Note: Councillors should be participants, not controllers of the forum. It has been found in experiences elsewhere of online consultations that the Council staff are best placed to run a discussion otherwise participants grow sceptical and believe the forum to be a political vehicle rather than a real means for public participation in policy making. Councillors could therefore be amongst forum members commenting on topics, they could contribute to topic development and could be quoted in topic introductions or invited to participate as special expert guests, but they should never moderate the discussion or be seen to be too closely controlling a discussion.


Step 4: Get community support

You should also consider engaging community in the actual set up and design of your forum. They could be members of an external project reference group and be consulted on the first topics that should be discussed on the forum. This will help to ensure you have a ready group of forum members when your forum goes live.


Step 5: Develop topics

Next you need to develop a list of initial topics. You can run topics one at a time or run several discussions at once, depending on your time and resources.


Topics should ultimately be related to a current Council policy process to ensure the relevance to Council work. However to begin with you might want to select topics of interest to your community that have been flagged by citizens, even if they are not related to any specific piece of Council work. This is a good way of getting people on to the forum so that when you begin to discuss topics related to current Council policy issues, you have a ready membership group that is already familiar and willing to participate. For example, if “dogs in local parks” is a topic that keeps coming up amongst community, you could start discussions with this and then move to something Council is working on more immediately, such as urban renewal policy or a new arts and leisure strategy.


The topics that you then move to should have the input from all areas of Council to ensure the forum’s relevance across Council. You could:

  • set up a rotating timetable amongst Departments so each Department sets a topic every six months
  • Provide a topic suggestion form for citizens and Council staff on the Intranet and Internet
  • Link the topics on the forum to significant dates on the calendar such as World Environment Day, White Ribbon Day, Harmony Day, Reconciliation Week, local festivals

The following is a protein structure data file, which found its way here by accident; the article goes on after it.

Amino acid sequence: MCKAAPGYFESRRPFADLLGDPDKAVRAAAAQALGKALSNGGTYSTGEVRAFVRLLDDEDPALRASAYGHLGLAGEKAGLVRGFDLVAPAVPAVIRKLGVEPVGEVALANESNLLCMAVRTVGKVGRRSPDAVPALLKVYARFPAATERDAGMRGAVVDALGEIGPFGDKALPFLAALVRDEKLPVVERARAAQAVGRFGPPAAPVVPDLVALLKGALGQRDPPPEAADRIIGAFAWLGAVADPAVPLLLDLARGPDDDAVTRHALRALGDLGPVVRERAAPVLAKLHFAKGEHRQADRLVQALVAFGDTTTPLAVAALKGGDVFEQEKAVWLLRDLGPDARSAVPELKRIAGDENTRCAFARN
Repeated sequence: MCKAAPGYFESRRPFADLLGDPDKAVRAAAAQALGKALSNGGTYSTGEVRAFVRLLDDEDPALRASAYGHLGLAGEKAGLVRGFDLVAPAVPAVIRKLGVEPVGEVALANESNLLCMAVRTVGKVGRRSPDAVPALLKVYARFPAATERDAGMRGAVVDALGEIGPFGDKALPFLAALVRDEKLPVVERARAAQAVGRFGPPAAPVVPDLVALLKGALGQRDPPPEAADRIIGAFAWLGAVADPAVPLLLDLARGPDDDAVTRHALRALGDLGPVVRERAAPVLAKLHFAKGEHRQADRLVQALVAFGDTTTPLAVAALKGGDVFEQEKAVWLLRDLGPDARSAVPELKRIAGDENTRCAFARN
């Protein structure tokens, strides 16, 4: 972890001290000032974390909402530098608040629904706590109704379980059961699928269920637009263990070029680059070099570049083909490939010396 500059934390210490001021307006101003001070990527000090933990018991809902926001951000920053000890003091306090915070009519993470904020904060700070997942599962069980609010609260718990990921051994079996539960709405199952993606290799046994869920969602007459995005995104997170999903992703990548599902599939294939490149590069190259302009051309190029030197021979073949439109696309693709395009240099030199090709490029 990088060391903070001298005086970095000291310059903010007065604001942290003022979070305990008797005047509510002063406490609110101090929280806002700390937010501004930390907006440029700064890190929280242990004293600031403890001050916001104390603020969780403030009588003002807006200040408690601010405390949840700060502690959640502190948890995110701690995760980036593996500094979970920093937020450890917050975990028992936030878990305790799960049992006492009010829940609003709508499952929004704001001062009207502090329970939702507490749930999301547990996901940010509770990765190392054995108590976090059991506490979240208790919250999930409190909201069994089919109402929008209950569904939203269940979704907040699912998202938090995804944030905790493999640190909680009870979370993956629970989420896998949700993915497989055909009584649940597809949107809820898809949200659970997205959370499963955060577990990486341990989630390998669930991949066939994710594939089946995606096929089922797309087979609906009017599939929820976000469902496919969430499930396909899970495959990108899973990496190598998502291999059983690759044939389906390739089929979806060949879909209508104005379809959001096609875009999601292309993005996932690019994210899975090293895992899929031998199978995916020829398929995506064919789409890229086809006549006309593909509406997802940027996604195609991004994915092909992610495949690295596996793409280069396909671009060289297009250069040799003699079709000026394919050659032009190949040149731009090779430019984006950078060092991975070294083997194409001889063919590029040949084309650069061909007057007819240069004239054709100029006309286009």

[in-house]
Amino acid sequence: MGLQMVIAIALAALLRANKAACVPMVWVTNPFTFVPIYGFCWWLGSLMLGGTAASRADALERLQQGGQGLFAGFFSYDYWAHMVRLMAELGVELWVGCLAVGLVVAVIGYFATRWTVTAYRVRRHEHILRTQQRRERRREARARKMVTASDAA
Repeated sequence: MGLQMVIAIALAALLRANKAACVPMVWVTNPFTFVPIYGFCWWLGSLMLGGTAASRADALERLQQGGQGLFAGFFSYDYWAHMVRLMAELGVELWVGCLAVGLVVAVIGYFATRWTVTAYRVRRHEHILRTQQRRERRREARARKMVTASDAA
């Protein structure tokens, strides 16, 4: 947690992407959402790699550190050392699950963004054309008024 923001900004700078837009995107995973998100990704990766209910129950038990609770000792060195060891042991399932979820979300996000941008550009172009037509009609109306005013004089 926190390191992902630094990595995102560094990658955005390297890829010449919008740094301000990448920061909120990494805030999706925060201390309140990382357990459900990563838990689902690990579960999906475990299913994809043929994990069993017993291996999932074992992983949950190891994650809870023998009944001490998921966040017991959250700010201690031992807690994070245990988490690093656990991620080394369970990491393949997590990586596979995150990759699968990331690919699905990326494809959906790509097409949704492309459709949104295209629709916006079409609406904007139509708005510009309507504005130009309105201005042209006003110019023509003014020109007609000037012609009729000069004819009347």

• Link your topics calendar with the topics calendar of other Councils. For example, several councils in the same area could decide to run the same e-Forum topic at the same time, increasing a sense of momentum
  • Do an initial survey of citizens for topics, as a way to get them involved and do some name recognition marketing of the forum


Step 6: Develop participation guidelines, a discussion charter and moderation rules

See E-Forums: Rules for details.


Participation guidelines

You need a basic set of rules for forum members to adhere to. These are called “participation guidelines” and includes things like “be respectful of other people’s opinions” and “do not post offensive or libellous comments.”


Sample participation guidelines


Brisbane CC guidelines can be seen at http://www.brisbane.qld.gov.au/BCC:BASE:410773833:pc=PC_1621

Discussion charter

A discussion charter will set the parameters and timeframe for the topic and what will be the outcome of the discussion.

Sample discussion charter

Moderation rules

You should also decide on a few basic rules for moderators. For example, moderators:

  • can refuse permission to comments that are offensive
  • are to contribute to the discussion daily
  • are to summarise the discussion at the end of every two days and encourage further comments, with a final summary at the end of the discussion period
  • are to keep discussion moving
  • are to use their expert knowledge to contribute and can draw on personal experience to support comments, but should bear in mind that they are commenting on the forum in the capacity of a Council officer.

Moderator guidelines

Step 7: Set up the e-forum

Once you have a degree of internal and external support and a set of initial topics, you are ready to set up your forum. You should consider doing a pilot which you can user test to ensure the general usability of the site.


Work with your IT department to choose a technical option which best suits your needs. Some basic requirements you should ask for in your forum are listed below.


Things the site administrator (ie you or whoever is managing the forum) should be able to do:

  • moderate posts (this means that you can set the forum so that you have to approve a post before it goes on the site)
  • edit and delete posts and threads
  • confirm registrations
  • archive discussion threads
  • link to other webpages from within a post
  • limit the word count of a post
  • limit the user permissions of forum members (eg not permit users to upload images but administrator have permission to do so him/herself)
  • check web statistics on site traffic
  • send group emails to forum members


Additional requirements you may wish to include are:

  • have a listserv capability so that people can email their posts and the posts go directly up on the forum (Groupserver permits this)
  • allow for RSS feed
  • ability to upload image files within a post
  • ability to upload video content
  • conduct polls and surveys
  • collect further contact information on the users in the registration form in addition to email address - eg you might want to know the age, permanent suburb address, whether they live in the municipality or own a holiday home there. This requires modifiability of the registration form
  • add announcements to the forum


When you choose your forum software you have a choice between proprietary and open source software. E-democracy.org uses open source software Groupserver and recommends this for e-democracy initiatives. However it does require technical expertise to get up and running and to maintain.